1. Transport and communication systems were improved. Peasants, artisans, workers, and new businessmen enjoyed newfound freedom.
  2. Transport and communication systems were improved.
  3. Peasants, artisans, workers, and new businessmen had to pay tax.
  4. guild restrictions remained as they were.
  • In which year did Louis Philippe flee and the National Assembly was proclaimed a Republic?
  1. 1846
  2. 1848
  3. 1845
  4. 1847
  • Who had sought to put together a coherent program for the unitary Italian Republic in the 1830s?
  1. Metternich
  2. Otto von Bismarck
  3.  Giuseppe Mazzini
  4. Napoleon
  • In January 1871 who was proclaimed German Emperor in a ceremony held at Versailles?
  1.  William II
  2. Otto von Bismarck
  3. Kaiser William I
  4.  Metternich
  • When was Ireland forcibly incorporated into the United Kingdom?
  1. 1798
  2. 1801
  3. 1800
  4. 1799
  • When did the Treaty of  Vienna take place and who were the participants?
  1. 1816, Britain, Russia, Prussia
  2. 1815, Britain, Russia, Prussia, Austria
  3.  1820, Britain and Russia
  4. 1817, Russia, Prussia, Austria
  • What is Suffrage?
  1. Right to property
  2. Right to Justice
  3.  Right to vote
  4. Right to complain

Answers: 1, 1, 4, 1, 2, 3, 3, 2, 2, 3

NCERT Solutions Class 10 History Chapter 1: The Rise of Nationalism

Write a Brief on

Ques 1: Write a note on the following:
a. Guiseppe Mazzini
b. Count Camillo de Cavour
c. The Greek War of Independence
c. Frankfurt parliament
d. The role of women in nationalist struggles


a. Guiseppe Mazzini: In the 1830s, Giuseppe Mazzini endeavoured to create a comprehensive plan for establishing a unified Italian Republic. Additionally, he established a clandestine organization known as ‘Young Italy’ to promote his objectives.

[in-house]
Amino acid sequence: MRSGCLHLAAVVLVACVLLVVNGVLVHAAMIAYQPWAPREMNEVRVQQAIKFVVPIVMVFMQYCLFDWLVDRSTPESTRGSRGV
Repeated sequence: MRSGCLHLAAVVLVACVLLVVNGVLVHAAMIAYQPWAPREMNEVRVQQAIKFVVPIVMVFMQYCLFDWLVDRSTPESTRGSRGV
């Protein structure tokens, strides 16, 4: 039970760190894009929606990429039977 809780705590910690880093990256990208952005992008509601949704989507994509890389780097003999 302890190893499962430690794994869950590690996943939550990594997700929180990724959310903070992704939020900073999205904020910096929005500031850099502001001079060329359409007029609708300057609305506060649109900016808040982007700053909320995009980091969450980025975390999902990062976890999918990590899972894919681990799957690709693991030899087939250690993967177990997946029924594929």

b. Count Camillo de Cavour:  Count Camillo de Cavour spearheaded the Italian unification movement, despite not being a revolutionary or a proponent of democracy. Cavour achieved a significant victory for Sardinia-Piedmont by orchestrating a skilful diplomatic alliance that led to the defeat of Austrian forces in 1859.

c. The Greek War of Independence: Greece had been under Ottoman Empire rule since the 15th century. The rise of revolutionary nationalism in Europe ignited a fight for Greek independence, commencing in 1821. Poets and artists celebrated Greece as the birthplace of European civilization and rallied public support for its battle against the Muslim empire. Greek nationalists received assistance from fellow Greeks in exile and garnered sympathy from many Western Europeans who admired ancient Greek culture. Ultimately, the Treaty of Constantinople in 1832 officially acknowledged Greece as an independent nation.

d. Frankfurt Parliament: The Frankfurt Parliament was a national assembly that brought together middle-class professionals, businessmen, and prosperous artisans from various German regions. It was established on May 18, 1848, but its support dwindled, leading to its dissolution on May 31, 1849.

e. The role of women in nationalist struggles: Women from the liberal middle classes joined their calls for constitutionalism with the drive for national unification. They seized the opportunity presented by the increasing public discontent to advocate for the establishment of a nation-state based on parliamentary principles, including a constitution, freedom of the press, and freedom of association. These women established their own political organizations, launched newspapers, and actively participated in political gatherings and protests.

Ques 2. What steps did the French revolutionaries take to create a sense of collective identity among the French people?